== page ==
A Compassion-Free President
"The Most Important Title is Citizen"
Some of us are feeling saddened, terrified, lost. We don't know what to expect of the next 4 years with "the leader of the free world" being so astonishingly different than anyone who has ever held this office before. We don't know how to gain insight or thoughtful perspective from a two-word answer to increased hate-language in our cities and schools. "Stop it" somehow just doesn't adequately address our fears and deep concerns for where our beloved country is headed. We know that we need more than "sound-bite" leadership.
It has been a time-honored tradition of our country's people to look to our president for comfort in frightening times. Who are we going to be able to count on for this, going forward? Maybe we find ourselves in what feels like a chillingly helpless position.
But what does democracy mean, anyway? Have we placed so much importance and reliance on the office at "the top" that we have forgotten what our very important roles are in this democracy? True, it has been so much more motivating to have a president who can feel our sorrows, address our fears, and comfort and calm us. And to many it feels like we are doomed without such a leader. But when we sit ourselves down and face the challenge before us with a slight shift in perspective that brings us back to our founding principles, we can begin to let it sink in how much these words mean:
We the people of the United States, in order to form a more perfect union, establish justice, insure domestic tranquility, provide for the common defense, promote the general welfare, and secure the blessings of liberty to ourselves and our posterity, do ordain and establish this Constitution for the United States of America.
When President Obama spoke in Greece, during his last trip abroad while holding the office of president, he reminded us that "the most important title is citizen" in a democracy. It is an important reminder as well as a crucial call to action, if we are to move forward with hope and vision for a country that we so love.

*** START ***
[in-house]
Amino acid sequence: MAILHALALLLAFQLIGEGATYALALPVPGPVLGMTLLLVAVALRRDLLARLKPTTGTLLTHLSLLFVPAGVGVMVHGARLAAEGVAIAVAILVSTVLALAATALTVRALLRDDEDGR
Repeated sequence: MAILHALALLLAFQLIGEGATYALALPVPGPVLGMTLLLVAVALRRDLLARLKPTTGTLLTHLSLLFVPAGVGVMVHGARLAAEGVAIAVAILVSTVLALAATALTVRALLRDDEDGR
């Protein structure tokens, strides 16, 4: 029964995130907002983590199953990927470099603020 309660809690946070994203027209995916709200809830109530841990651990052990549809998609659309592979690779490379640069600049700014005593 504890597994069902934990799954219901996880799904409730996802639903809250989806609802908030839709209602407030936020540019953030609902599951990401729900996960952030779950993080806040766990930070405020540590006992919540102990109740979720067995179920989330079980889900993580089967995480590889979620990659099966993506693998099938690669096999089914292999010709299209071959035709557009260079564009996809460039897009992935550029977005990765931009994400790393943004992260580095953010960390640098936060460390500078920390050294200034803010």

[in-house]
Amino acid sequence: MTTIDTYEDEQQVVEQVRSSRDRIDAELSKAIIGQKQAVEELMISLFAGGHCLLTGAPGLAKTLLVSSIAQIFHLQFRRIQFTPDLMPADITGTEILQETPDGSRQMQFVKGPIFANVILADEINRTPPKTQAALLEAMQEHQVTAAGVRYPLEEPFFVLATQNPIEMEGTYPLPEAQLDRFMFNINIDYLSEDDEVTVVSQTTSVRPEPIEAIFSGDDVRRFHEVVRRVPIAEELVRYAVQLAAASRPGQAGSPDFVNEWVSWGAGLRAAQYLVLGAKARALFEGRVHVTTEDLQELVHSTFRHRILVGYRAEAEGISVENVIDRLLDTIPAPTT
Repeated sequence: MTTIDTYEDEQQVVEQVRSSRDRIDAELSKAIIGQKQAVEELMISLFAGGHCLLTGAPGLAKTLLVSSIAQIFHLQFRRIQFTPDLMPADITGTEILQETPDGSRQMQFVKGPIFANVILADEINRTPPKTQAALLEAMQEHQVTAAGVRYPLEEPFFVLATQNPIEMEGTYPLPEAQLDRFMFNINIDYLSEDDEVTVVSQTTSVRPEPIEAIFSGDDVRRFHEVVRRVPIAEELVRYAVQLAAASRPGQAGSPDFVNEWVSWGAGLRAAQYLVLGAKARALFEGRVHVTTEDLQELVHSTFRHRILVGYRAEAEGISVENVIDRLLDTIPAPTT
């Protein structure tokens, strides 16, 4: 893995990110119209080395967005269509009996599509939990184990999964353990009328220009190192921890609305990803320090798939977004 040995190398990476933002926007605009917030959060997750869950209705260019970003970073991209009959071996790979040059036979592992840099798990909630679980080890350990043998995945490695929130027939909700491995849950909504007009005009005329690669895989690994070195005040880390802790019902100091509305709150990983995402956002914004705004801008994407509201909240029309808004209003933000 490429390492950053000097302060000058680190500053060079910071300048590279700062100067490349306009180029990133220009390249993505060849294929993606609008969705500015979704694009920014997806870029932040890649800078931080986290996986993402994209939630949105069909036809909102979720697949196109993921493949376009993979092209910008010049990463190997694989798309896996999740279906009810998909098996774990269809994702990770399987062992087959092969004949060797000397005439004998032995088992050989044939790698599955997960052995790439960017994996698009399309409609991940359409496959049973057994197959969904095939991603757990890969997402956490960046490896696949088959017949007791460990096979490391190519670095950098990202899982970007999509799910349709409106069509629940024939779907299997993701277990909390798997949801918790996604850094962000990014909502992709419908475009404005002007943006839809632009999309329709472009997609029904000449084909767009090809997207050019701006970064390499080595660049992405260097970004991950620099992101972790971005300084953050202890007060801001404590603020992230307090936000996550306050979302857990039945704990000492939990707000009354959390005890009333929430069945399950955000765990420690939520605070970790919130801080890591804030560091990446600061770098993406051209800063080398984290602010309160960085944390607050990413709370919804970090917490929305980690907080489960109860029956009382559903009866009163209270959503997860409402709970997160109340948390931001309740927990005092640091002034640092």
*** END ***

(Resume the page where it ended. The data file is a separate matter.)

We Are More Powerful Together
I Respect the Office Too Much
What do we do with the statements that some have made and will continue to make regarding respecting the president? Those who are pleased with the election outcome have been known to demand that those who are not, respect their choice. Their right to make their choice must be heartily respected, but in no way is anyone required to respect their choice.
They may not understand or accept that many respect the office too much to respect someone they see as unqualified occupying it. Respect must be earned, it cannot be brought about by demands. Will we move ahead more effectively in our own lives if we take the action that WE can take, and determine to not focus so frantically on what will become of our country based on the power of one man? It is possible to effect meaningful change, with a purposeful shift in focus. What we focus on expands, just as the time-honored proverb states, "as you think, so shall you be."
How Are You Coping?
How are You Coping With the Election Results?
Be an Everyday Hero
Maybe we've gotten complacent. Maybe we've put too much faith in what one man (or hopefully one day woman) can or should do for our country. It takes a coalition of kindness to make a country kind. One person alone cannot possibly make America kind again. And one person cannot destroy America's kindness. We must link arms, join forces to create a kindness-filled country. We must pool efforts to create such a world.